That essentially is what they got—at least in name. The title of chapter 7, “PRL: Exploitation in the name of the party, 1944-1989,” says it all. Here a mere three sections sketch out the situation in the workplace, in the village, and with advancement. The Polish People’s Republic (PRL) put an end to the centuries-long domination of the Polish landowners. Enterprises were nationalized and agricultural reform initiated. Leszczyński nonetheless argues that there were more similarities with the prewar period than one might imagine. Domination by the nobility was exchanged for domination by a new set of elites: the communists, who in stern patriarchal fashion were ostensibly acting in the best interests of the working class, as they defined them. Workers’ well-being (in the form of living standards or safe working conditions) took a back seat to capital accumulation for purposes of investment, resulting in frequent protests and strikes (many more than are common knowledge)—and ultimately, the Solidarity movement. A number of strikes were put down no less brutally than in the interwar period. As regards village life, land reform was not economically but politically motivated (to gain support for the new regime). The collectivization that soon followed proved disastrous. Władysław Gomułka’s 1956 decision to do away with it—farmers in cooperatives put in minimal effort—represented “one of the few successes of peasant resistance in Polish history” (p. 511). Furthermore, for some former peasants, including the author’s own grandfather, the new regime allowed for an upward mobilization unheard of in earlier periods. The “advancement” of the section title also seems to refer to some of the changes wrought by the system, although the picture—which Leszczyński reviews in greater detail—was still bleak. Opportunities for women, forthcoming during Stalinism, were soon cut back; and Solidarity proved conservative in this regard. Nor were the elite members of the Committee for the Defense of Workers (KOR) entirely trusted by the workers of the Solidarity movement.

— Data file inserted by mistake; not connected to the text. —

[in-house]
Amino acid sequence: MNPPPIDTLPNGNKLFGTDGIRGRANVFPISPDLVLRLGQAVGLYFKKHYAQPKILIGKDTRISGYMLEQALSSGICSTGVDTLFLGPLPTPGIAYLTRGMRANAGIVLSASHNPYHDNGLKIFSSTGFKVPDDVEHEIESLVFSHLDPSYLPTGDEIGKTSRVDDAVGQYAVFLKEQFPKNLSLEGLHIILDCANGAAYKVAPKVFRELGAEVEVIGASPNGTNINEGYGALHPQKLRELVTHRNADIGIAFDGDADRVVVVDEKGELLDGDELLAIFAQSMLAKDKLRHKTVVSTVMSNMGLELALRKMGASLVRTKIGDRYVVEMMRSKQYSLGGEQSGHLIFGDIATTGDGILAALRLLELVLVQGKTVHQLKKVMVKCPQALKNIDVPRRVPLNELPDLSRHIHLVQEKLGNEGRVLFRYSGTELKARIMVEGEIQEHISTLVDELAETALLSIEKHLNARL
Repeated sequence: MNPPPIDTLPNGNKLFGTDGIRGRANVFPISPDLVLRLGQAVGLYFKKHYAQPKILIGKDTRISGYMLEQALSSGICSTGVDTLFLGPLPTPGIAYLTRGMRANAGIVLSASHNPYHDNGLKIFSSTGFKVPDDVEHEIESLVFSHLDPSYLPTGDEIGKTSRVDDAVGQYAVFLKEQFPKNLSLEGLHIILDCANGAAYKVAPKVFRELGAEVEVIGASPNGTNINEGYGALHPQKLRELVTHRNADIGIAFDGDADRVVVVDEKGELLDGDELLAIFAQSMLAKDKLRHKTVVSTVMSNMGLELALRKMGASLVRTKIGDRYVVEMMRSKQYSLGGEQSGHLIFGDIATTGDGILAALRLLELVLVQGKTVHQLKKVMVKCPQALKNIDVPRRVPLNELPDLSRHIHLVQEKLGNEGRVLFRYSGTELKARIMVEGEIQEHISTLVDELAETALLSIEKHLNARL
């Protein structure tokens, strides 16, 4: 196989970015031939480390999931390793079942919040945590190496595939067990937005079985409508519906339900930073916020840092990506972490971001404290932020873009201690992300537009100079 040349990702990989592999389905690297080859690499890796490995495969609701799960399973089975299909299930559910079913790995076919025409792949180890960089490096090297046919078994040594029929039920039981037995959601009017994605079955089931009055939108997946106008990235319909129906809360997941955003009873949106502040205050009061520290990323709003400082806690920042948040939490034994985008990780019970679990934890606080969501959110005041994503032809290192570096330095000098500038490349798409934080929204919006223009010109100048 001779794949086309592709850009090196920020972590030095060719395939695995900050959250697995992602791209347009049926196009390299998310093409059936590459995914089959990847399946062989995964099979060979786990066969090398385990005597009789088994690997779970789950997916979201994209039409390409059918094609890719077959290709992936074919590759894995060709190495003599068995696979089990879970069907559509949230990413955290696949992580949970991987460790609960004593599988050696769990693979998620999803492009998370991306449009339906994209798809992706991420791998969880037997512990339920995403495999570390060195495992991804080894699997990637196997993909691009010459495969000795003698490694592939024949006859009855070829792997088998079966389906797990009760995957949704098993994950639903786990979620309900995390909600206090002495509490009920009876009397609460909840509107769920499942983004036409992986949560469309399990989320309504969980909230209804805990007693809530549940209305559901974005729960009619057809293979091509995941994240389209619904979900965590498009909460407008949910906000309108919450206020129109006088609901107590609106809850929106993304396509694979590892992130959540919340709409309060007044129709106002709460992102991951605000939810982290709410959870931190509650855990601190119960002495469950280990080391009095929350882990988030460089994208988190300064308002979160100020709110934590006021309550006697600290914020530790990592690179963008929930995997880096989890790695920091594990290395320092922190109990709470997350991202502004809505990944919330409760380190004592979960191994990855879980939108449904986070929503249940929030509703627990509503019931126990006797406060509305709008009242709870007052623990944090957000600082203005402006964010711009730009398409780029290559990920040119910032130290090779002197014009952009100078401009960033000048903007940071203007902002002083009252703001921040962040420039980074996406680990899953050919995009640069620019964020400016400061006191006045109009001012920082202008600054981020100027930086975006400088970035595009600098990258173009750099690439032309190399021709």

The book concludes by emphasizing the continuities and cyclical nature of violence and emancipation in Polish history. Time and time again the elites made emancipatory promises to the common people. In this the Third Republic was hardly different from the Second Polish Republic. Instead of enacting workers’ self-rule, the elites embraced the capitalist system, creating in the process space for the emergence of a more nationalistic and communitarian Right. Institutional disfunction within the state remains a constant. Yet Leszczyński concludes with a positive message: despite this cyclical dynamic—met with failure in 1794, 1830, 1846, 1863, and 1905, and with success in 1918 and 1989—the people’s history of Poland is nonetheless a history of a hard fought-for emancipation.